Learn about the positive lessons from Operations in my new book
There is no doubt that to train as a soldier and to be involved in combat can be traumatically stressful and have far reaching effects on one’s living, relationships, mental state and well-being. However, it is possible that to see war and to think about combat from only the point of view of an experience resulting in PTSD may be to ignore other less spoken about aspects of this experience that could be used to facilitate healing and an ability and right for all veterans to live a healthy productive life.
What about the intensity of combat, the living on the edge in the presence of others and intimate reliance on others. It’s that feeling of being intensely alive, the “high” of the hunt, the power of the warrior within, knowing where you are, being located in community, camaraderie-it’s about a level of “meaning” and experience that can leave one yearning for a lifetime afterwards in what can be experienced as the humdrum routine of civilian life and the daily routine and predictable pattern of work.
So many veterans I have spoken to yearn for the time when they truly felt like Men, when the deeply close and intimate connectedness with fellow soldiers bonded through the blood rite of combat, could almost transcend the intimacy of marital relationships.
In a deep way, it’s not just about trauma and stress but also about loss and grief and the difficulty of finding meaning in a different, less intense world.
To heal is to therefore also respectfully acknowledge this loss and grief at so many levels. It’s about understanding that the seductive intensity of combat with its sounds and smells does not need to leave one feeling lost, bereft and dislocated. It’s about understanding that the memory of the thrill of the hunt, the contact, the long days of hyper alert patrolling does not mean that they are maladjusted.
It’s about acceptance of these feelings without guilt. It’s about recreating new and constructive challenges in civilian life.
These can be challenges such as maintaining personal fitness and well-being, taking up a sport and setting goals that can extend one and bring one back into the presence of other men-running a marathon, walking Oxfam, swimming etc. The “edge”, the feeling of being authentically alive, of being challenged and being with other men is not the sole right of war. Part of combat training about being taught how to kill. It’s about being “rewired” for life in a way which is counter to being human in an institution which sanctions the need for aggression and the ability to take life.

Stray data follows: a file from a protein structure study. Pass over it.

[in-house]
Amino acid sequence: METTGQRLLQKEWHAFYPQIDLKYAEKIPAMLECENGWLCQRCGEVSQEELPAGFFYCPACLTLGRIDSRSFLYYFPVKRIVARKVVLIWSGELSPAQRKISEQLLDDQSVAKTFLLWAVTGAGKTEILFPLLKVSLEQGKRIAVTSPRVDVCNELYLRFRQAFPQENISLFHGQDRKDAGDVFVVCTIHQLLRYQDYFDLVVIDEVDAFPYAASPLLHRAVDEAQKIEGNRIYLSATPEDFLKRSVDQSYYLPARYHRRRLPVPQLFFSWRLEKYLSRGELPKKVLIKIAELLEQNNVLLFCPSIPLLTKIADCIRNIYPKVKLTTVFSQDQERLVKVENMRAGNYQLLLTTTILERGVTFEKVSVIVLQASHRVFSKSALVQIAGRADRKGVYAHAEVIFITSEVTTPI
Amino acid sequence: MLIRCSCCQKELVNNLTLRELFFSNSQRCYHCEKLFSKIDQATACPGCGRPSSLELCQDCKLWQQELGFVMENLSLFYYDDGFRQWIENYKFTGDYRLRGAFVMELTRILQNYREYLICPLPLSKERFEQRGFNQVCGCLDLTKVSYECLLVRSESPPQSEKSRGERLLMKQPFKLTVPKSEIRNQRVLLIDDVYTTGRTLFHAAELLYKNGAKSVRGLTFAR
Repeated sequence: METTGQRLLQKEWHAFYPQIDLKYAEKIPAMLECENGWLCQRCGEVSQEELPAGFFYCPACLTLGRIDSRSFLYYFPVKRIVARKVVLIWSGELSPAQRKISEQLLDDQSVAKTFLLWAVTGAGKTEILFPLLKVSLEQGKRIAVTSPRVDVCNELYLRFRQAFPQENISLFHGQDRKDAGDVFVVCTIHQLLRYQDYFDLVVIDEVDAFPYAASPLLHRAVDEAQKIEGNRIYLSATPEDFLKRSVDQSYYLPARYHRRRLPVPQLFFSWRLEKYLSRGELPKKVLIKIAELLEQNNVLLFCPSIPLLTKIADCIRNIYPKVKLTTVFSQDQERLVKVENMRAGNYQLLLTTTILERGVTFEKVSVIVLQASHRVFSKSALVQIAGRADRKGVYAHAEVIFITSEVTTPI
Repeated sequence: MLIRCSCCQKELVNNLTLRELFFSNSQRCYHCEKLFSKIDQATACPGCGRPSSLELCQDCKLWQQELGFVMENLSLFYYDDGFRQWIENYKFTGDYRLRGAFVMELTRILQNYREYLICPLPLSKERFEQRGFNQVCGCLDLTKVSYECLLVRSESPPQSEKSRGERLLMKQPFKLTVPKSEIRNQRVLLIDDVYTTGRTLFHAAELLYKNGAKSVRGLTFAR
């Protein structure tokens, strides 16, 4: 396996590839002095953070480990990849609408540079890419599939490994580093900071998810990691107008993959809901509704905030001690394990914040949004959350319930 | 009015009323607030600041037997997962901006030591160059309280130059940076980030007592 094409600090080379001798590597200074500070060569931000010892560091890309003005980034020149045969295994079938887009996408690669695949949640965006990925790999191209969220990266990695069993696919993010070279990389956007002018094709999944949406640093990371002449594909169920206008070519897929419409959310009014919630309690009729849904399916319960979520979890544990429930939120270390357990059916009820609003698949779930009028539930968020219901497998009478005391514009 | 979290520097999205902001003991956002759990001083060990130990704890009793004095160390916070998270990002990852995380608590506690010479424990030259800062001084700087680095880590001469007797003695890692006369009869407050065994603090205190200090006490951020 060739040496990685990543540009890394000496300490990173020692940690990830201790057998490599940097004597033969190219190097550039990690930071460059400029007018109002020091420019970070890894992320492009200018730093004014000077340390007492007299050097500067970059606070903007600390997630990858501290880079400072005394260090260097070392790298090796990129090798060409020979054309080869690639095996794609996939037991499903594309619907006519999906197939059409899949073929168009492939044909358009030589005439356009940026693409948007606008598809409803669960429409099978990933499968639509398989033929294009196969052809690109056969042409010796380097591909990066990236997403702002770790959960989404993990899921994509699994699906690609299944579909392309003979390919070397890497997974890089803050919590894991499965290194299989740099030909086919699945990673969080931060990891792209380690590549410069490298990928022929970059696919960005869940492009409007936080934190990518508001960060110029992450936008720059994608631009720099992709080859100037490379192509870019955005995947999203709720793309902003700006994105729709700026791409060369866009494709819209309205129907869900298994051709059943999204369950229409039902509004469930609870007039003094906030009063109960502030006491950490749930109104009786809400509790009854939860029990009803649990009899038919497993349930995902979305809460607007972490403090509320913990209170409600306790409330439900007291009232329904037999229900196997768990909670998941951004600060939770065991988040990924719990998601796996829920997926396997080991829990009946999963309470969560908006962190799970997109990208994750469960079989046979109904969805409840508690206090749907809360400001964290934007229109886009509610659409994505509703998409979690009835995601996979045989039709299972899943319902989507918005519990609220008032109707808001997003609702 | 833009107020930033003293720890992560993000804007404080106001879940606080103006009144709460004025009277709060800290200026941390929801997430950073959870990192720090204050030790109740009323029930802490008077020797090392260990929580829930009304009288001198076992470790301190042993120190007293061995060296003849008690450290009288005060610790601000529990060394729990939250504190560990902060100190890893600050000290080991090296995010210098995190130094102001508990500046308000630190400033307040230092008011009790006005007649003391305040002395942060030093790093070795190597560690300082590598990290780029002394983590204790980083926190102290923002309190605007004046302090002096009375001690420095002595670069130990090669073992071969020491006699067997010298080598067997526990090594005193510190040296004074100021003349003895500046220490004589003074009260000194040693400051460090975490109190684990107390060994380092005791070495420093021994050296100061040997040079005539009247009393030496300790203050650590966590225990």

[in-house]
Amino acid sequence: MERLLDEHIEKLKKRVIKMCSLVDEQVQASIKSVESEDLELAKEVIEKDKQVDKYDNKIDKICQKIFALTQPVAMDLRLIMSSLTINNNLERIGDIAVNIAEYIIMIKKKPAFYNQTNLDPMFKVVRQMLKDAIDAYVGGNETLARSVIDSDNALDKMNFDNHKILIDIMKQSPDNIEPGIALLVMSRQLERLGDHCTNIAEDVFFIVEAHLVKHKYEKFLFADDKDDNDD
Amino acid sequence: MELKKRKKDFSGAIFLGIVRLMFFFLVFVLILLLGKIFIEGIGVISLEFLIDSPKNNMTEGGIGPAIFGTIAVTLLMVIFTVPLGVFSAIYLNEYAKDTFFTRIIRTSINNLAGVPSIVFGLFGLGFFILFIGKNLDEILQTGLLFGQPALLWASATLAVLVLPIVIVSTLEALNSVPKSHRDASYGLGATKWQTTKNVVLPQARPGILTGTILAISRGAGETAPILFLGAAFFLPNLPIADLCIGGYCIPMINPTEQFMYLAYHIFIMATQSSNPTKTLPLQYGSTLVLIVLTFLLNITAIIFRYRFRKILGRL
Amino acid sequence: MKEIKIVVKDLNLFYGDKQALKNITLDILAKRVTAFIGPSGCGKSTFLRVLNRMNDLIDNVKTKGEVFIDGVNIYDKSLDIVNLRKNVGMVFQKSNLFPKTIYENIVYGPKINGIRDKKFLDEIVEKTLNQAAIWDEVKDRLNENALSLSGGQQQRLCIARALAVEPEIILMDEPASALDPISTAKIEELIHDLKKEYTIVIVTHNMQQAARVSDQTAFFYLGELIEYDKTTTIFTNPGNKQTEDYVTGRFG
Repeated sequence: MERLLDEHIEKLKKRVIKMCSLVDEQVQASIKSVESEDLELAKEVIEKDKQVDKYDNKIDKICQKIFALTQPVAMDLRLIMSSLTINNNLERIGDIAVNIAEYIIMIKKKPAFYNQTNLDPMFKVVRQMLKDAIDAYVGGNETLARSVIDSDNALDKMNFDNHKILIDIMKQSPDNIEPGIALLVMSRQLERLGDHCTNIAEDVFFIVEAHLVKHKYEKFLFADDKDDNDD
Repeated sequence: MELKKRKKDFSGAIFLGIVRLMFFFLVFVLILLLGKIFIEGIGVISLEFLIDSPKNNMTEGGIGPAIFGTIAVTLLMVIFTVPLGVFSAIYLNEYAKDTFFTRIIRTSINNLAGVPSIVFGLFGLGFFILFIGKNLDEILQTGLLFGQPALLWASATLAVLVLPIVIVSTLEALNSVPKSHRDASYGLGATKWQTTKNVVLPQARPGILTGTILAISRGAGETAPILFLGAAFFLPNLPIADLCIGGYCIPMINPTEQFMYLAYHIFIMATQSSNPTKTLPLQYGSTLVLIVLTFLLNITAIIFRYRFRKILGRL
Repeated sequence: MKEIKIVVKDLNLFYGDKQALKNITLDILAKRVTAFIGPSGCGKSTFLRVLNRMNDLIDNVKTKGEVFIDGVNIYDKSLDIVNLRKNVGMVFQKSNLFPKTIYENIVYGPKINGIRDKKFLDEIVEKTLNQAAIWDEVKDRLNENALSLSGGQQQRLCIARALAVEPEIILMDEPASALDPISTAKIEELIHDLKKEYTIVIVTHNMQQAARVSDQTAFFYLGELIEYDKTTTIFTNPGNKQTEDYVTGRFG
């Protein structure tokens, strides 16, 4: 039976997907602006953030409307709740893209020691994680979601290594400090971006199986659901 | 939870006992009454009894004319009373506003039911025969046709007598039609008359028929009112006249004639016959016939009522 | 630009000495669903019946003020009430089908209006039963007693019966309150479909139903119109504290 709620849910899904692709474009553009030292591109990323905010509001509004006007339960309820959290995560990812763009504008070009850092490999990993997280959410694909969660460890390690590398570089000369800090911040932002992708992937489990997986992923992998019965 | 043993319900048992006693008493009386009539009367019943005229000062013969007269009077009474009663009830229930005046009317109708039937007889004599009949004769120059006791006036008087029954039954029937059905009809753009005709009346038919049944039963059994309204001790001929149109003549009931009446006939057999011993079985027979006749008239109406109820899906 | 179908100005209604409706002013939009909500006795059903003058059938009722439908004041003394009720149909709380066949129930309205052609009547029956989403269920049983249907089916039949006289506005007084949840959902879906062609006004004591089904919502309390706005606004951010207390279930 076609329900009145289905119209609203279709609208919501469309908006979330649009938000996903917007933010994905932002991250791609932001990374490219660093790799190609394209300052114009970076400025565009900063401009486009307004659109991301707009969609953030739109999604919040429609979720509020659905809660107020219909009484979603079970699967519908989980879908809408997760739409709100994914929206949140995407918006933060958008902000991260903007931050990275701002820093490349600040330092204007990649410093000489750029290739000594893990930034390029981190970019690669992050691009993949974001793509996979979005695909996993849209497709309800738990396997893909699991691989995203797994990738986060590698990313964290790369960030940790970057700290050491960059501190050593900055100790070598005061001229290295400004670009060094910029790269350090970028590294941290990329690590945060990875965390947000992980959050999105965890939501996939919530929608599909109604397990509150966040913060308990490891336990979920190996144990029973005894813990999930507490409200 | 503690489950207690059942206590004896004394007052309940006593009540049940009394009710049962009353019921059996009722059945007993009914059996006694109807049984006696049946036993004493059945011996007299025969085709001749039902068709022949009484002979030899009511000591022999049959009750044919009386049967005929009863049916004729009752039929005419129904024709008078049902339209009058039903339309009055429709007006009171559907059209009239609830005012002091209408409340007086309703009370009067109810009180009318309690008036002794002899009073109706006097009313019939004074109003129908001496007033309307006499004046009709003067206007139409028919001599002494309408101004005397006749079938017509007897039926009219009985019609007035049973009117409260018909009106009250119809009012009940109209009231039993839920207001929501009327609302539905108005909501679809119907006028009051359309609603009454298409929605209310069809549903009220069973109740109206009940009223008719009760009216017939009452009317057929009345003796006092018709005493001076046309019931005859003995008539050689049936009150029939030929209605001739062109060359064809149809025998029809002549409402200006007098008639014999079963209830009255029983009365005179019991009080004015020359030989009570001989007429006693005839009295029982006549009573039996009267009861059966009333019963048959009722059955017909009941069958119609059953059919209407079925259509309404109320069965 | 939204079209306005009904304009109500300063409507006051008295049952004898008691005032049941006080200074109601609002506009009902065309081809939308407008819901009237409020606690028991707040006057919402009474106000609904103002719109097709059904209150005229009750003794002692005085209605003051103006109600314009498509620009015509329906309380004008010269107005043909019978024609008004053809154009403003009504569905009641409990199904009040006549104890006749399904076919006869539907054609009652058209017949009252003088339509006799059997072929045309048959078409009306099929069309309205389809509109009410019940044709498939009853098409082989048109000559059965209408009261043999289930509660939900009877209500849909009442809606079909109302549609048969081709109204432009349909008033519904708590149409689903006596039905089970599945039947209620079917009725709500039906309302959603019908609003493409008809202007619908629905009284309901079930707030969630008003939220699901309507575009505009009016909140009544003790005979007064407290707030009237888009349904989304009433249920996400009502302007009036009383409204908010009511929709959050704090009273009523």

Veterans need to make their peace with this rewiring, with the deep and often shameful sense that 40 years later as a husband and father there is still the sense of that part of oneself that is capable of the unspeakable.
Healing is not about burying or forgetting this. It’s about allowing Veterans to acknowledge, own and respect this part of themselves. Many of the lessons of war and combat can be used by veterans to move forward in their civilian lives. It’s about helping Veterans to draw on their strengths and the constructive lessons of soldiering.
Life and relationships are very much like a patrol. You need to think about where you are going and what you will need. You need to plan and ensure you work as a team. You need to be able to listen and when lost or uncertain look at a map. You need to pace yourself and at times when under significant levels of stress draw on reserves and tap into supplies of resilience. You need to trust and care for those around you. You need to exercise judgement. The qualities of planning, listening, preparation, consultation, care, respect, resilience, effort and trust are the foundations of being human.
War need not just be an experience relegated to the psychiatric or counselling encounter. It need not be just traumatically stressful. Yes, it can be all of these, but the soldier never dies- commemorative gatherings will live on as soldiers continue to gather, grieve, and walk the road of memory while for a brief moment in time recapture a moment they hold at the deepest part of themselves.
It’s about embracing the soldier and re-finding the warrior in the present and drawing on the positive aspects from the past, who they were and who they still are. It’s about re-membering that as veterans they can still stand tall and be good men, good husbands and good fathers. It’s about acknowledging grief, guilt, loss and shame and learning to stand tall. Combat need not just be the end of a good life but the beginning of an even better life firmly grounded in the wisdom, learning and experience found in that place called War.